Investors showed new concern about the extent of the global banking crisis by fleeing U.S. bank stocks Tuesday.

The KBW Bank Index sank 19.7% as more U.S. banking companies lined up to report bleak results and investors here digested news that the British government had bailed out its banks again.

"People are just looking at this and saying, 'If it happened over there again, then it can happen over here again,' " said Theodore Kovaleff, the president of Informed Sources Service Group.

Bank stocks helped depress the broader markets.

The Dow Jones industrial average fell 4.01%, and the Standard & Poor's 500 index 5.28%.

Decliners included Regions Financial Corp. in Birmingham, Ala., which on Tuesday reported a staggering loss for the fourth quarter. (See related story.) Regions shares fell 24%.

Boston-based State Street Corp., which reported a substantial decline in net income from a year earlier, lost 59% of its market value. (See related story.)

Losses were widespread.

Bank of America Corp., which reported a loss last week and said it would take an additional $20 billion from the U.S. government (bringing its total to $45 billion) to address losses inherited in its purchase of Merrill Lynch & Co. Inc., shed 29%, to close at $5.10 a share.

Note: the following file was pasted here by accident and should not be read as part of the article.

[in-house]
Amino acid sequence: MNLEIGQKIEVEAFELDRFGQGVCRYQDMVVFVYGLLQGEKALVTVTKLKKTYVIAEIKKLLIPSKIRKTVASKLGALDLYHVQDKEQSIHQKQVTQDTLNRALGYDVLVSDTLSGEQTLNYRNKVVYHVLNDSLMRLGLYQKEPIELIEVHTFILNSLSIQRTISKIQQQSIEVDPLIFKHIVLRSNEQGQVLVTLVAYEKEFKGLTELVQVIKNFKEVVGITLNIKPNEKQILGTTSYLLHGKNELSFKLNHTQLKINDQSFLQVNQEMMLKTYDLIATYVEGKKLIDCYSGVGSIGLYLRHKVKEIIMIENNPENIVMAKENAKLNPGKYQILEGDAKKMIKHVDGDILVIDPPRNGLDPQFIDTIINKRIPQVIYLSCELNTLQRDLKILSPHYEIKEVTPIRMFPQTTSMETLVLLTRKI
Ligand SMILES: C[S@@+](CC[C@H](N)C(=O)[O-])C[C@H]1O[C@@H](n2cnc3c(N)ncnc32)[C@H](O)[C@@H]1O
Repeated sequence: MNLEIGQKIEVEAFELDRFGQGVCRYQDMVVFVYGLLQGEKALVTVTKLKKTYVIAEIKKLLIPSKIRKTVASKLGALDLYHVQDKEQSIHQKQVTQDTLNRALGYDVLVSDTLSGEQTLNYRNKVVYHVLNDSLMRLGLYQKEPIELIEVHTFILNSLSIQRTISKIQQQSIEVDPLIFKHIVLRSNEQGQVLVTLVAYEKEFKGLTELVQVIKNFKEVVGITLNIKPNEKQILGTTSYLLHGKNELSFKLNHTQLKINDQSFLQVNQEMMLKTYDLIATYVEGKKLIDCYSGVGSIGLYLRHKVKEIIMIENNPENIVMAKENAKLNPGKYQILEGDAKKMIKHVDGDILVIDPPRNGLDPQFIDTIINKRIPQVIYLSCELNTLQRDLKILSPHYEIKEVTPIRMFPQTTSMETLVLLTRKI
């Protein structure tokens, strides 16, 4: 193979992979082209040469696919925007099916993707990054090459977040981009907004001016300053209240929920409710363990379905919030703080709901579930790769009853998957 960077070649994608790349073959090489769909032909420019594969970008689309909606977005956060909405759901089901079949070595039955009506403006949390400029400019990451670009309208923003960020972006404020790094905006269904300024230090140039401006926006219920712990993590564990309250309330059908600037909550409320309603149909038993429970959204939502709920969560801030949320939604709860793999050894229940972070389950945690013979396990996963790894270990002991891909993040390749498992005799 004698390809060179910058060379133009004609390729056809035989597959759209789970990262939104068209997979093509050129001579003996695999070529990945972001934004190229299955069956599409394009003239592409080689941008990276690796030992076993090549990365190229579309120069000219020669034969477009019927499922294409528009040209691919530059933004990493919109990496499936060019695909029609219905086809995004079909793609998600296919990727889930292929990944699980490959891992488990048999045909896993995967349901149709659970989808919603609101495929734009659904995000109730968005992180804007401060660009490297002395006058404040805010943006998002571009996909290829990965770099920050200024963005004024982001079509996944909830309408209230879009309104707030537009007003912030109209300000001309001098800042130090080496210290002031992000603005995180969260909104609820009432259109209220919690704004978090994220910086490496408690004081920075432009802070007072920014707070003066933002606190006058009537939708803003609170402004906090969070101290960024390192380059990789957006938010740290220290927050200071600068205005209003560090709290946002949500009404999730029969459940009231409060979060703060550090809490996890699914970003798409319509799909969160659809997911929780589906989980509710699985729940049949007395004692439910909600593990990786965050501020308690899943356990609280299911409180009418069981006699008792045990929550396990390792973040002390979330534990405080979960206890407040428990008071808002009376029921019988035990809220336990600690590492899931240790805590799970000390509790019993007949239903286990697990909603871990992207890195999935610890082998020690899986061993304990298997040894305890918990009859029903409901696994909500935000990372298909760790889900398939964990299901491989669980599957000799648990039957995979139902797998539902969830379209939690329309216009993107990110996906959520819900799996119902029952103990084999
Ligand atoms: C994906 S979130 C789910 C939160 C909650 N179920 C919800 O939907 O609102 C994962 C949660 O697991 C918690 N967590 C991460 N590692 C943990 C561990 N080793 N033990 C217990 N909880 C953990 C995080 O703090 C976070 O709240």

B of A, which until recently had the biggest market capitalization in the banking industry, ended Tuesday's session with a market cap of $25.59 billion, below U.S. Bancorp's $26.92 billion, making the Minneapolis company the third-biggest U.S. bank by market cap. JPMorgan Chase & Co., with $67.53 billion, and Wells Fargo & Co., with $47.32 billion ranked first and second, respectively.

Both JPMorgan Chase and Wells also suffered Tuesday. The former shed 20%, and the latter nearly 24%.

Earlier Tuesday, Friedman, Billings, Ramsey & Co. analyst Paul Miller cited concern about the two companies' tangible common equity ratios. Wells' ratio of 3.6% and B of A's of 2.6%, raise questions about their capital levels, he wrote. Other decliners Tuesday included Citigroup Inc., off 20% to close at $2.80.

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